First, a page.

Adam Fingrut, CUHK Prof., Shares His Love for Architecture


Architect Professor Adam Fingrut Shares His Passion for Teaching and Design

Form and Function is our home to explore the journeys of Hong Kong’s physical makers, the architects and interior designers who design and create defining spaces that we use to live in, party, eat, and breathe. Behind every building and room in our architectural-marvelous city is a master of their profession.

If you're interested in architecture, design, and technology, then you need to know Adam Fingrut. He's an Assistant Professor and a researcher at the Chinese University of Hong Kong (CUHK), where he teaches and conducts research on computation, fabrication, and construction systems.

Adam's passion for architecture has embarked on a 15-year career that took him around the world, working with international practices in Hong Kong, China, the US, and Canada, including the famed Zaha Hadid Architects.

At CUHK, Adam is Co-Director of the Centre of Robotic Construction and Architecture (CRCA), where he collaborates with the Department of Mechanical and Automation Engineering (MAE) on innovative architecture and robotics research. He speaks to The Beat Asia about his commitment to teaching the next generation of architects, and why its study holds great importance for every aspect of life. 

CUHK Prof. Adam Fingrut Shares His Love for Architecture

Why did you want to be an architect, Adam?

I was into computer science in the nineties, very trendy and nerdy, studying at York University in Toronto. It was not tactile and unsexy. I was interested in architecture at school, where creativity fell short with computer programming, which was done for money.

I entered an anti-digital, hands-on programme at Ottawa University, crafting a portfolio of design. We drew for one hundred hours a week sketching buildings and architectural structures. I learned the great rudiments of design, rigour and criticality.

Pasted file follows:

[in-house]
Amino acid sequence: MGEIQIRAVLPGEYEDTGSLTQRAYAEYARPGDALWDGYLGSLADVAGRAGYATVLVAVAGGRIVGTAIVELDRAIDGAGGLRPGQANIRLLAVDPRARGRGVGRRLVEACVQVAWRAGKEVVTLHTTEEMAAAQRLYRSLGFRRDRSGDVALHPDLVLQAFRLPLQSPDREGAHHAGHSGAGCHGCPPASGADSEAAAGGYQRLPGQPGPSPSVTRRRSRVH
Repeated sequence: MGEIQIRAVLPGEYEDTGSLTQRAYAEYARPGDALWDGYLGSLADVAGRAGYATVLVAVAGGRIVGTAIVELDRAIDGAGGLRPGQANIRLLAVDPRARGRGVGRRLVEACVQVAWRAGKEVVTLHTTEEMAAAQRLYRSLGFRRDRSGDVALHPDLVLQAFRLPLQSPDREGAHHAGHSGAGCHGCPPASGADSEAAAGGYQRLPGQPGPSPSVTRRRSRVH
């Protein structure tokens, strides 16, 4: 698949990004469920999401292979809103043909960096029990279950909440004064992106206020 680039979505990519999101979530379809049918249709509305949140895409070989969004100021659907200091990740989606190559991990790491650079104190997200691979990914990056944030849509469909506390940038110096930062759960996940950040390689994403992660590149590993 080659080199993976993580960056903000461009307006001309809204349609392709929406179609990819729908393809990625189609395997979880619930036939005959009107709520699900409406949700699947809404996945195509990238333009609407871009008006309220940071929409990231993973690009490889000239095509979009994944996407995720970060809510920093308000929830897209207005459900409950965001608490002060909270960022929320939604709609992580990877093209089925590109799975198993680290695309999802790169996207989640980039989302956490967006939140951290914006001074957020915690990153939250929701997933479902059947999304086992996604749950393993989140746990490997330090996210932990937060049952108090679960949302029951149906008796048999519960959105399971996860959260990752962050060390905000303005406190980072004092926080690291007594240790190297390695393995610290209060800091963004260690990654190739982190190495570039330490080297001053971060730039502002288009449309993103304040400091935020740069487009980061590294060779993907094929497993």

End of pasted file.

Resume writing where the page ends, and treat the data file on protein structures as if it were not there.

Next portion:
What brought you away from the study of architecture into the real practice world of creating architecture?

At school, we focused on drawing and criticality. When I ventured out to California to study at the University of California Los Angeles’ architecture programme, I became familiar with the obsessively digital aspect of my surroundings. Architects brush shoulders with Hollywood and Pixar to create animation.

There are many that would leave architecture and not enter the space of built architecture but go into 3D design for motion pictures. At the turn of the 2008 financial crash, with the economic downturn and no jobs available in North America, I had a friend ask why don’t I come to Beijing to work as an architect.

I interviewed [with them], but declined to work for studios in Beijing due to low pay. I found myself in Hong Kong after an introduction from a contact to work with Kristoff Crolla and his studio.

CUHK Prof. Adam Fingrut Shares His Love for Architecture

How did you begin your design and architecture career in Hong Kong, and what did you want to create?

I wanted to get into powerful public spaces, I wasn't interested in designing additions to people's apartments and houses.

We began competing in competitions to design for Hong Kong spaces, winning first place designing “Golden Moon,” a Mid-Autumn lantern sculpture for Lee Kum Kee Lantern Wonderland in 2012. The structure was made from bamboo, steel, LED lighting and fabric.

The government praised us, Tourism Board too, we were put on pamphlets, bus advertisements. It was awesome!

I worked with Zaha Hadid in Guangzhou, working on crazy projects, such as the Guangzhou Opera House and the Poly U Hong Kong campus.

You mentioned to me that you entered the other side of architecture, teaching at Chinese University Hong Kong. Tell me about that.

I was offered a position at CUHK as a lecturer. I knew a lot about education and would translate my greatest hits of urban practice to providing an international perspective of architecture to a largely local demographic of students.

For my students, who are majority female, Hong Kong-Chinese, and from the Mainland, I fine-tune my teachings to focus on design and drawing skills, courage and confidence, and to improve language skills. 

CUHK Prof. Adam Fingrut Shares His Love for Architecture

Why did you want to enter academia and teach the next generation about architecture?

I am compelled by achievement and motivation. I wanted to correct the misconception that architecture is about making buildings. Architecture is more of a universal discipline. It becomes intertwined with everything in society, feeding into the humanities, geography, typography, urban life, material, space.

Architecture can be seen as a multi-faceted approach to learning and creating things.

What makes Hong Kong a great place to study and practice architecture?

The real answer why is the region. We are not just about Hong Kong, but the real growth, insanity of growth, of the Greater Bay Area. A new centre of growth in design. Hong Kong is the ideal place in the region to deploy resources and materials.

If you have ambition here and an entrepreneurial spirit, you can succeed here. If you have an idea, this is a place that will surprisingly allow you to do everything in an uninhibited way.

Enjoyed this article? Check out our previous Form and Function interviews here.

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